Hackers took advantage of weak protections on France Televisions’ computers Tuesday, stealing more than 100,000 contacts.
Personal data, including names, postal and email addresses and telephone numbers were compromised, the French public national television broadcaster said in a statement. However, France Televisions was adamant that no passwords or bank details were stolen.
The attack comes just a week after a hack forced Paris-based network TV5Monde off the air and the internet for 18 hours. A group of self-described Islamic State militants waging “cyberjihad” took credit for that attack.
But the attack on France Televisions is believed to be criminal in nature; the thieves are expected to sell the stolen data.
Stephane Van Bosterhaudt, technical director for France Televisions, told the Agence France-Presse that the security measures the broadcaster had put in place were insufficient. He noted that the attack appeared to come from a black hat hacker group called Linker Squad, which is known for taking advantage of its victims’ vulnerabilities.
The US money market fund reforms came into effect in 2016 and are already dramatically shaping US fund industry with investors flooding out of prime funds and into government securities. While the reforms are similar, they are not the same. GTNews interviews Yeng Bulter, global head of the cash business at State Street Global Advisors on the differences.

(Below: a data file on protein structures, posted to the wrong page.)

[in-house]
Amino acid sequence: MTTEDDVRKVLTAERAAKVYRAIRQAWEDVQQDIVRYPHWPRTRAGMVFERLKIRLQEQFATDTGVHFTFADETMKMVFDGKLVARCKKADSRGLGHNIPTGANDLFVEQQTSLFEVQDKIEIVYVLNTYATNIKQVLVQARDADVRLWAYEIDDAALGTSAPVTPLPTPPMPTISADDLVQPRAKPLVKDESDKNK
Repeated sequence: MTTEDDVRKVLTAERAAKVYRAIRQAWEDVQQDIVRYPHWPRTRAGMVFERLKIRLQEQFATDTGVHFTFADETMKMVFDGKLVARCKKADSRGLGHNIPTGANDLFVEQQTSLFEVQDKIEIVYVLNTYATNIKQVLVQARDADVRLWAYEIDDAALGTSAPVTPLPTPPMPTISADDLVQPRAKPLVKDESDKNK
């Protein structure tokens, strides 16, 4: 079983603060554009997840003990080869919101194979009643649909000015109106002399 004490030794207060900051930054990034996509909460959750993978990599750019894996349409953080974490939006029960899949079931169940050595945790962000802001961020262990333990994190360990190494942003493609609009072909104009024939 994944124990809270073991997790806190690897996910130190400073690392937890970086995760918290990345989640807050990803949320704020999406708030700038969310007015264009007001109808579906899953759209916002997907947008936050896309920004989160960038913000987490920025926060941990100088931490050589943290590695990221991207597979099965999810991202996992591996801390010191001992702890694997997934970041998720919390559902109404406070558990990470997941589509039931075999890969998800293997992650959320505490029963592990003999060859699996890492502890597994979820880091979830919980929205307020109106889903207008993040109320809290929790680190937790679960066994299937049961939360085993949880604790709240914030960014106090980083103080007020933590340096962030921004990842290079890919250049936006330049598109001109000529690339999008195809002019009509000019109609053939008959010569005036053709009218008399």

There are various ways for financial institutions to benefit from advanced technologies and business models provided by FinTech's. Whether a business' approach is radical or incremental, data management can help a company to increase their return on investment, argues André Casterman, INTIX.
Tim de Knegt, strategic finance and treasury manager for the Port of Rotterdam, discusses how he is using blockchain, the challenges he will face in his role of treasury over the next 12 months and the advice he would give to someone starting out their career in treasury.
Far and away, the largest financial market on the planet is the foreign exchange currencies market, where on average individuals and organisations trade more than $5 trillion daily. In the FX world, the ability to master the market isn't considered a luxury for treasury officers–it's a necessity.